The United States Supreme Court on Monday unanimously upheld a ruling calling for a gradual increase in compensation for college athletes and also opening the door to future legal challenges that could deal a much bigger blow to the NCAA’s current business model.
Judge Neil Gorsuch drafted the court ruling confirming a district judge’s decision that the NCAA is violating antitrust laws by limiting the educational benefits schools can offer athletes. The resolution allows schools to provide unlimited compensation to their athletes as long as it is in any way related to their training.
Gorsuch wrote that the country’s highest court had limited the scope of its decision on these educational benefits rather than further delving into questions about the association’s business model. Judge Brett Kavanaugh released a consensual opinion taking a tougher line, suggesting that the NCAA’s rules limiting any type of compensation – including direct payments for athletic performance – may no longer hold up well in future antitrust challenges.
“The NCAA is not above the law,” wrote Kavanaugh. “The NCAA formulates its arguments for not paying student athletes in harmless labels. But the labels can’t hide the reality: The NCAA’s business model would be downright illegal in almost every other industry in America. “
The idea that college athletes shouldn’t get paid, a fundamental tenet of the 115-year-old NCAA, has been increasingly criticized in recent years. Federal antitrust lawsuits have slowly undermined the strict rules of amateurism over the past decade. Politicians in 19 states have passed laws in the past two years that censure the organization’s rules and will soon allow athletes to make money with the help of third parties. Monday’s ruling in the NCAA v Alston case is another blow at a particularly uncertain time for the future of amateurism.
“It’s great to win this 9-0,” lead plaintiff attorney Jeffrey Kessler told ESPN on Monday morning. “Hopefully it will be the next big step towards a really fair competition system for these athletes.”
The Alston ruling marks the first time in more than 30 years that the Supreme Court has weighed up on the governance of college sport. In 1985, the court upheld a ruling in the NCAA v. Board of Regents of Oklahoma University that the NCAA violated antitrust laws by limiting the number of times individual schools could appear on television. The resulting change led to an explosion in media rights revenue that reshaped the top tier of college sports. The 1985 Regent case found that the NCAA illegally restricted individual schools’ earning potential. This week’s Alston ruling confirms that the NCAA has unlawfully restricted the earning potential of individual athletes.
Despite the ruling against the NCAA in 1985, the court’s ruling, written by Judge John Paul Stevens, said that the association should still be given “plenty of leeway” to establish what it believed to be the most appropriate rules to get amateurism and the educational benefits that come with it. The NCAA’s appeal in the Alston case argued that a district court judge’s decision wrongly deprived them of the latitude they need to set their own rules.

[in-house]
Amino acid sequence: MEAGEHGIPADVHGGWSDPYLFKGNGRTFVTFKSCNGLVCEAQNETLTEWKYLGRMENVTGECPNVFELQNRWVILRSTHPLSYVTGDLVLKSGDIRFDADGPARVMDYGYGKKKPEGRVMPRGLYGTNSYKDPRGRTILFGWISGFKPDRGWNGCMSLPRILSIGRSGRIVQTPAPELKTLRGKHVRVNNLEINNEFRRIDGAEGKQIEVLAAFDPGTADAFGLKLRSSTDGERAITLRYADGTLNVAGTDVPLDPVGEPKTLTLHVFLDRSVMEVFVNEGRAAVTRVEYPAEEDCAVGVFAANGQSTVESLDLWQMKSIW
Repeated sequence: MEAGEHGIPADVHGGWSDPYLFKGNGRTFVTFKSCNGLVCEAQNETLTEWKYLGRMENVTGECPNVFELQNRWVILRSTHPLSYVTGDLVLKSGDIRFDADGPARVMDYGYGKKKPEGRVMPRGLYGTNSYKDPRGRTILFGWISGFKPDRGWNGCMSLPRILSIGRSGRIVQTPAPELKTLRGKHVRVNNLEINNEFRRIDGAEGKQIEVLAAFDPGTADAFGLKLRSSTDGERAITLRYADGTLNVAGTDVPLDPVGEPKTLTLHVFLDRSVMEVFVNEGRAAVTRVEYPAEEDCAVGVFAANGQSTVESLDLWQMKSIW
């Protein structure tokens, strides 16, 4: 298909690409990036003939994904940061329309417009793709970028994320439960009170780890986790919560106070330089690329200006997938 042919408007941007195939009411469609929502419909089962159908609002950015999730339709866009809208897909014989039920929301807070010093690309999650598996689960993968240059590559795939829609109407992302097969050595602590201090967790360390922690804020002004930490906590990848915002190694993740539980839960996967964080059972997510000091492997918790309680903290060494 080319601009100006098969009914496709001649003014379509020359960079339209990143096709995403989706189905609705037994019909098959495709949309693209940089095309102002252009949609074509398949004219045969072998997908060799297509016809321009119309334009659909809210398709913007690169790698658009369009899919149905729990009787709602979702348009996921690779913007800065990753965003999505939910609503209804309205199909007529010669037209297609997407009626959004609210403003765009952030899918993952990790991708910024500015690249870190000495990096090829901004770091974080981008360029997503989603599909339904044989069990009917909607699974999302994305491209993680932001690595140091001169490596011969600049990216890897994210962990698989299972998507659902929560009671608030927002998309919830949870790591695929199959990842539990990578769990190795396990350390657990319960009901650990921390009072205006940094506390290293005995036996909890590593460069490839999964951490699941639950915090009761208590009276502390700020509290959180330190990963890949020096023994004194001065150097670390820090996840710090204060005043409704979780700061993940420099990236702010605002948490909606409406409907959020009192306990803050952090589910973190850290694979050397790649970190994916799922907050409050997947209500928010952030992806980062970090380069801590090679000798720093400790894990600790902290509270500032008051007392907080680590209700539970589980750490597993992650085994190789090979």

The NCAA asked the Supreme Court to review a case first filed in 2014 by former West Virginia football player Shawne Alston. Judge Claudia Wilken ruled the Alston case in 2019, stating that schools should be able to provide their athletes with educational equipment, study abroad programs, internships and even cash rewards in exchange for academic achievements. The NCAA attorneys argued that these measures were “micromanagement” rules that should be established by the members of the NCAA, and that the additional benefits were “comparable to professional salaries”. Gorsuch and the seven other judges who agreed with him disagreed and wrote that Wilken had shown reasonable restraint in their decision.
“[Wilken’s] The verdict does not float on a sea of doubt, but stands on solid ground – a comprehensive record of facts, a well-considered legal analysis in accordance with established antitrust principles and a healthy dose of judicial humility, “wrote Gorsuch.
Kavanaugh wrote a concurring statement to underline that while the court’s verdict on the case was tight, “the remaining NCAA compensation rules also raise serious antitrust issues.”
Alston and his lawyers argued that any restrictions schools can offer their athletes in compensation are illegal. New antitrust lawsuits making the same arguments against the NCAA have already been filed. The organization has asked Congress for help in drafting a limited antitrust exemption that would protect them from some future legal claims, while the organization can continue to impose some restrictions on athletes’ compensation, an important step in maintaining a professional and professional distinction University sports. So far, many congressmen have been reluctant to give them an exception.
“Today’s Supreme Court ruling shows the tide of the NCAA and its unfair treatment of college athletes,” said Senator Chris Murphy, who was one of the group’s harshest critics on Capitol Hill. “The status quo in terms of ‘amateurism’ is finally changing and the NCAA no longer has a license to control athletes’ livelihoods and monopolize the market. These are the kinds of justice and fundamental rights college athletes deserve. “
The NCAA did not immediately respond to a request for comment on the Alston ruling on Monday morning.